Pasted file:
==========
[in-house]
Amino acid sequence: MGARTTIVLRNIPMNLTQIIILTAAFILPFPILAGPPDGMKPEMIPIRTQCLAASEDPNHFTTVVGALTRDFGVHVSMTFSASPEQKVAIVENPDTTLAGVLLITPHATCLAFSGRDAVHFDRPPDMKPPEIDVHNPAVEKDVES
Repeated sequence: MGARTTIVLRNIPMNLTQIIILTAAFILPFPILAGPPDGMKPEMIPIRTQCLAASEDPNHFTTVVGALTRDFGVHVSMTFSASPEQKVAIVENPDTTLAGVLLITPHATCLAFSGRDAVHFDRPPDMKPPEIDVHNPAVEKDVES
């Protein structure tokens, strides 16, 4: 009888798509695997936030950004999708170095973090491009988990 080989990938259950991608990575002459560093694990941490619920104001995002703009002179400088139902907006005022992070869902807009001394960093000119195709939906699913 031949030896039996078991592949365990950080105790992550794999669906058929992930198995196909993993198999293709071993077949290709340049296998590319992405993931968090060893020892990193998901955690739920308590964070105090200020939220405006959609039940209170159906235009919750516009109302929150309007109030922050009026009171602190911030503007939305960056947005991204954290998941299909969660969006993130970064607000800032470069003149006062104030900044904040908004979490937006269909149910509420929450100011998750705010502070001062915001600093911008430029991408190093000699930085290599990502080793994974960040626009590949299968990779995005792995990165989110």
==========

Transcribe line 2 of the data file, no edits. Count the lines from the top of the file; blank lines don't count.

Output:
Amino acid sequence: MGARTTIVLRNIPMNLTQIIILTAAFILPFPILAGPPDGMKPEMIPIRTQCLAASEDPNHFTTVVGALTRDFGVHVSMTFSASPEQKVAIVENPDTTLAGVLLITPHATCLAFSGRDAVHFDRPPDMKPPEIDVHNPAVEKDVES